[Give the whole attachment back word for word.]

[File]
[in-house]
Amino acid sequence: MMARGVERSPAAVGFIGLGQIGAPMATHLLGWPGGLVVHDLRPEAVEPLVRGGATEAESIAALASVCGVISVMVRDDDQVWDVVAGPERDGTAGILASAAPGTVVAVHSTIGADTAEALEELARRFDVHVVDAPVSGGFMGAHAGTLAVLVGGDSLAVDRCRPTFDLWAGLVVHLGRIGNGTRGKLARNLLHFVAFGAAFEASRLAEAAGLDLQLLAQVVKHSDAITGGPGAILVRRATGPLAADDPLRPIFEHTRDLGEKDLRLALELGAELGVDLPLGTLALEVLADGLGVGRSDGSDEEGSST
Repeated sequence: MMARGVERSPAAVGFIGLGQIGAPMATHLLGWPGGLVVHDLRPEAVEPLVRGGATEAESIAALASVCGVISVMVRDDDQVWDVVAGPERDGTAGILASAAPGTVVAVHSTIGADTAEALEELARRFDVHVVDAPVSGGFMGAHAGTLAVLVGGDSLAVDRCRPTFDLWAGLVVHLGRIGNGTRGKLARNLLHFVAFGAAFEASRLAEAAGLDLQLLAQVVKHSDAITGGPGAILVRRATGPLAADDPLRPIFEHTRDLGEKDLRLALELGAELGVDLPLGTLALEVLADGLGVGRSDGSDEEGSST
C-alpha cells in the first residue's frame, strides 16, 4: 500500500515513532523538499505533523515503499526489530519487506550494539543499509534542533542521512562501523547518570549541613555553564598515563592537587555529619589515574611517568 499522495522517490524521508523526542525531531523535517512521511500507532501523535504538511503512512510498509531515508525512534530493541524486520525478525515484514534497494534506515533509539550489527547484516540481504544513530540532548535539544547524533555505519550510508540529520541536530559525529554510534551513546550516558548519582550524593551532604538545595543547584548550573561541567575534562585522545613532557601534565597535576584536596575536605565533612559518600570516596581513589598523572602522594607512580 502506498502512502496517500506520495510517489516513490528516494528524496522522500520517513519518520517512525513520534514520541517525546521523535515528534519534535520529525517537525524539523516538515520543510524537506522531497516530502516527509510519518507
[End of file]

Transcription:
[in-house]
Amino acid sequence: MMARGVERSPAAVGFIGLGQIGAPMATHLLGWPGGLVVHDLRPEAVEPLVRGGATEAESIAALASVCGVISVMVRDDDQVWDVVAGPERDGTAGILASAAPGTVVAVHSTIGADTAEALEELARRFDVHVVDAPVSGGFMGAHAGTLAVLVGGDSLAVDRCRPTFDLWAGLVVHLGRIGNGTRGKLARNLLHFVAFGAAFEASRLAEAAGLDLQLLAQVVKHSDAITGGPGAILVRRATGPLAADDPLRPIFEHTRDLGEKDLRLALELGAELGVDLPLGTLALEVLADGLGVGRSDGSDEEGSST
Repeated sequence: MMARGVERSPAAVGFIGLGQIGAPMATHLLGWPGGLVVHDLRPEAVEPLVRGGATEAESIAALASVCGVISVMVRDDDQVWDVVAGPERDGTAGILASAAPGTVVAVHSTIGADTAEALEELARRFDVHVVDAPVSGGFMGAHAGTLAVLVGGDSLAVDRCRPTFDLWAGLVVHLGRIGNGTRGKLARNLLHFVAFGAAFEASRLAEAAGLDLQLLAQVVKHSDAITGGPGAILVRRATGPLAADDPLRPIFEHTRDLGEKDLRLALELGAELGVDLPLGTLALEVLADGLGVGRSDGSDEEGSST
C-alpha cells in the first residue's frame, strides 16, 4: 500500500515513532523538499505533523515503499526489530519487506550494539543499509534542533542521512562501523547518570549541613555553564598515563592537587555529619589515574611517568 499522495522517490524521508523526542525531531523535517512521511500507532501523535504538511503512512510498509531515508525512534530493541524486520525478525515484514534497494534506515533509539550489527547484516540481504544513530540532548535539544547524533555505519550510508540529520541536530559525529554510534551513546550516558548519582550524593551532604538545595543547584548550573561541567575534562585522545613532557601534565597535576584536596575536605565533612559518600570516596581513589598523572602522594607512580 502506498502512502496517500506520495510517489516513490528516494528524496522522500520517513519518520517512525513520534514520541517525546521523535515528534519534535520529525517537525524539523516538515520543510524537506522531497516530502516527509510519518507